Energy Consumption and Production in the US vs China

STA/ISS 313 - Project 1


Team RGB

energy <- read_csv("data/owid-energy.csv")
us_china <- energy |>
  filter(country %in% c("United States", "China", "World"))


In this project, we investigate data from the Energy Explorer created by Our World in Data to analyze per-capita energy production and consumption of the US and China before and after significant events: 1949 Chinese Communist Revolution and the first UN COP (Conference of the Parties) meeting on climate change in 1995. We analyze the US and China energy productions, specifically in oil, gas, coal, and renewable energy through an animated bar graph, afterwards, honing in on renewable energy to see which country has moved the fastest away from fossil fuels. We determine that the World averages and China are comparable, but are both larger producers of renewable energy production than the United States. Additionally, we analyse US and China consumption of fossil fuels on a global stage, and notice that North American countries are more to blame on oil consumption rather than Asian and Middle Eastern Countries (an irregularity being Saudi Arabia which is leading in Oil Consumption per Capita). Lastly, we compare the US and China oil consumption differences (year over year) prior to 1995 (First COP meeting) and afterwards. We notice that since 1995, China and US oil consumption mirror each other’s rise and falls, and both fluctuate dramatically due to worldwide events such as the 1973 Yom-Kippur War, 1979 Iranian Revolution, financial crises, and the COVID-19 pandemic.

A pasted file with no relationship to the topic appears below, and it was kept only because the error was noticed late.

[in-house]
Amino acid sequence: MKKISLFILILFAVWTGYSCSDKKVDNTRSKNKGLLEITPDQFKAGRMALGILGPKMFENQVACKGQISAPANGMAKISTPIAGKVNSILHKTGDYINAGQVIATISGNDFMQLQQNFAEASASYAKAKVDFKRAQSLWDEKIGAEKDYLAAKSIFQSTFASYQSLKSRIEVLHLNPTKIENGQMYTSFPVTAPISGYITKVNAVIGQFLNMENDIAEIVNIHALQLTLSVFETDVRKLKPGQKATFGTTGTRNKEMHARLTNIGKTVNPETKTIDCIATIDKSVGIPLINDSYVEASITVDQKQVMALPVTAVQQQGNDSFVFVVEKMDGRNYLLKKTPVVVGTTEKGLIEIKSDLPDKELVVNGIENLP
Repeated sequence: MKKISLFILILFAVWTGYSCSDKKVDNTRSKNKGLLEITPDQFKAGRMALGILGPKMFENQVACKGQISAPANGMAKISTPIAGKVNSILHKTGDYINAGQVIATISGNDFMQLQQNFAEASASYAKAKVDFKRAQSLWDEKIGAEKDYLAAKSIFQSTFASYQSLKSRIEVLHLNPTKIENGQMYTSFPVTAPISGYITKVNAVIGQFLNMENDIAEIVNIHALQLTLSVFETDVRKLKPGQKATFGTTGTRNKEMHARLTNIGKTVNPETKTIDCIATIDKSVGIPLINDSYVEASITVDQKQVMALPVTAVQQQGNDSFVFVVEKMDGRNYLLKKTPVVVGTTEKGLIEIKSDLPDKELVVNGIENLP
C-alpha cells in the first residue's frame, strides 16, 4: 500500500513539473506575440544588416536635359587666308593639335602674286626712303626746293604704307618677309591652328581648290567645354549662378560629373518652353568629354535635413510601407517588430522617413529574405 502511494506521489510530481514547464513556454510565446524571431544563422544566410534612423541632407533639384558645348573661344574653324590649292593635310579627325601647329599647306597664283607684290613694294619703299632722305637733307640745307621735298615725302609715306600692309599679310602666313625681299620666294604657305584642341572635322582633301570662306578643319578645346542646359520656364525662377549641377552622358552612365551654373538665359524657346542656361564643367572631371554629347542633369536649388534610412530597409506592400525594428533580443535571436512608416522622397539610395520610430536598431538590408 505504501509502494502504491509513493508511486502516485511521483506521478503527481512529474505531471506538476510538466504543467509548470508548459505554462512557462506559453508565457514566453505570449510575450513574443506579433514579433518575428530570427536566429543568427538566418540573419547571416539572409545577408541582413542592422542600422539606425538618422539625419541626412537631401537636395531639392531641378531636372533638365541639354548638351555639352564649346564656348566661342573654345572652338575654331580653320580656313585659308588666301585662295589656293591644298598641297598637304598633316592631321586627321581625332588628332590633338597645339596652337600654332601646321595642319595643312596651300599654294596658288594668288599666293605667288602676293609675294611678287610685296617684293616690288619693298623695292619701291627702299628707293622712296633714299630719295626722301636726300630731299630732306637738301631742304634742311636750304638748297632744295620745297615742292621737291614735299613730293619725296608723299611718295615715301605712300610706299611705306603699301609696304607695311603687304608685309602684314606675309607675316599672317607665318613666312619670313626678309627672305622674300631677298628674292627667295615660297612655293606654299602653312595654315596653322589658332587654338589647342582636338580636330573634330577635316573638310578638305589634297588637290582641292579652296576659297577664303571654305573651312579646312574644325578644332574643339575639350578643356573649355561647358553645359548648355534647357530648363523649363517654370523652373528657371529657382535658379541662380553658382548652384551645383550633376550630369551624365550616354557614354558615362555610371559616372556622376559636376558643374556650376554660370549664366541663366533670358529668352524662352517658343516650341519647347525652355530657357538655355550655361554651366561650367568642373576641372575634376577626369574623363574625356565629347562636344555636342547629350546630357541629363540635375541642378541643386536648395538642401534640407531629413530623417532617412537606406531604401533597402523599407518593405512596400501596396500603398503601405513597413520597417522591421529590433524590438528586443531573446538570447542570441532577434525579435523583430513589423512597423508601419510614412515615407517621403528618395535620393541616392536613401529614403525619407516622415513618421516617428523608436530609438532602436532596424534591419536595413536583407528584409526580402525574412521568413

Our dataset comes from the Energy Explorer created by Our World In Data. They have aggregated energy production data for nearly every country on Earth from 1900 to 2020. Alongside this energy production data are the population and GDP of each country in each available year, allowing for per-capita energy output analysis. Growth rates for each energy production type are also included. For much (but not all) of our analysis, we subset the data to only include the US, China, and the global totals.

Question 1: The US, China, and Electricity